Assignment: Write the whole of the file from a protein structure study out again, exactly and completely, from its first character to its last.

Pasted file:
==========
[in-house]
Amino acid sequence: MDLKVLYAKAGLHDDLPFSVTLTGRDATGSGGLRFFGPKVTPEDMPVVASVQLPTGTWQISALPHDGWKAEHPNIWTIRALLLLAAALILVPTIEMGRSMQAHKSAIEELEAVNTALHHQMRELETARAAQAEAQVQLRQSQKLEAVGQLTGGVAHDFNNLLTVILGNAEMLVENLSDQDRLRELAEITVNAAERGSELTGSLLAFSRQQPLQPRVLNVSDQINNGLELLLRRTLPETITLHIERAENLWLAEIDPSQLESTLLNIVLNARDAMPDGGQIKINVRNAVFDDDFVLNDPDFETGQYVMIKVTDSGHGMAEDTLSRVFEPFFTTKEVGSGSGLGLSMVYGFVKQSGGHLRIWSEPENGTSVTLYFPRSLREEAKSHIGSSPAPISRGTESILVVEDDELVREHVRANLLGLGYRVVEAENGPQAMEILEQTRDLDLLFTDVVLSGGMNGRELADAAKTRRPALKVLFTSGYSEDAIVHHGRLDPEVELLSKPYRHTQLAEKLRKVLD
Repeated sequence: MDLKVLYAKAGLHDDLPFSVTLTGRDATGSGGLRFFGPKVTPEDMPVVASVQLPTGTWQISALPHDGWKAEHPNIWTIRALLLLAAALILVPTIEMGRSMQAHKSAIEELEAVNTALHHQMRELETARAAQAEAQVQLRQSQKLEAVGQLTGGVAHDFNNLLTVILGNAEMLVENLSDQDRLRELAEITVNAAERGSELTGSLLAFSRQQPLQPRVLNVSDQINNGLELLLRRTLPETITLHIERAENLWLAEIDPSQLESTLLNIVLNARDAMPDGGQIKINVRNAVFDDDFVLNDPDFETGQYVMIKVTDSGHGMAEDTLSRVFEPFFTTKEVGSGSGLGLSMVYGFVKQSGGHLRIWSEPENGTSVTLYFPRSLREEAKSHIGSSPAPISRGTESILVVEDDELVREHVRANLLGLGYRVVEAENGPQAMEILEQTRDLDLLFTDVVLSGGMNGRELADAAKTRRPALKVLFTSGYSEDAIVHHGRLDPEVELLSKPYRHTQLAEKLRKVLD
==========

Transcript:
[in-house]
Amino acid sequence: MDLKVLYAKAGLHDDLPFSVTLTGRDATGSGGLRFFGPKVTPEDMPVVASVQLPTGTWQISALPHDGWKAEHPNIWTIRALLLLAAALILVPTIEMGRSMQAHKSAIEELEAVNTALHHQMRELETARAAQAEAQVQLRQSQKLEAVGQLTGGVAHDFNNLLTVILGNAEMLVENLSDQDRLRELAEITVNAAERGSELTGSLLAFSRQQPLQPRVLNVSDQINNGLELLLRRTLPETITLHIERAENLWLAEIDPSQLESTLLNIVLNARDAMPDGGQIKINVRNAVFDDDFVLNDPDFETGQYVMIKVTDSGHGMAEDTLSRVFEPFFTTKEVGSGSGLGLSMVYGFVKQSGGHLRIWSEPENGTSVTLYFPRSLREEAKSHIGSSPAPISRGTESILVVEDDELVREHVRANLLGLGYRVVEAENGPQAMEILEQTRDLDLLFTDVVLSGGMNGRELADAAKTRRPALKVLFTSGYSEDAIVHHGRLDPEVELLSKPYRHTQLAEKLRKVLD
Repeated sequence: MDLKVLYAKAGLHDDLPFSVTLTGRDATGSGGLRFFGPKVTPEDMPVVASVQLPTGTWQISALPHDGWKAEHPNIWTIRALLLLAAALILVPTIEMGRSMQAHKSAIEELEAVNTALHHQMRELETARAAQAEAQVQLRQSQKLEAVGQLTGGVAHDFNNLLTVILGNAEMLVENLSDQDRLRELAEITVNAAERGSELTGSLLAFSRQQPLQPRVLNVSDQINNGLELLLRRTLPETITLHIERAENLWLAEIDPSQLESTLLNIVLNARDAMPDGGQIKINVRNAVFDDDFVLNDPDFETGQYVMIKVTDSGHGMAEDTLSRVFEPFFTTKEVGSGSGLGLSMVYGFVKQSGGHLRIWSEPENGTSVTLYFPRSLREEAKSHIGSSPAPISRGTESILVVEDDELVREHVRANLLGLGYRVVEAENGPQAMEILEQTRDLDLLFTDVVLSGGMNGRELADAAKTRRPALKVLFTSGYSEDAIVHHGRLDPEVELLSKPYRHTQLAEKLRKVLD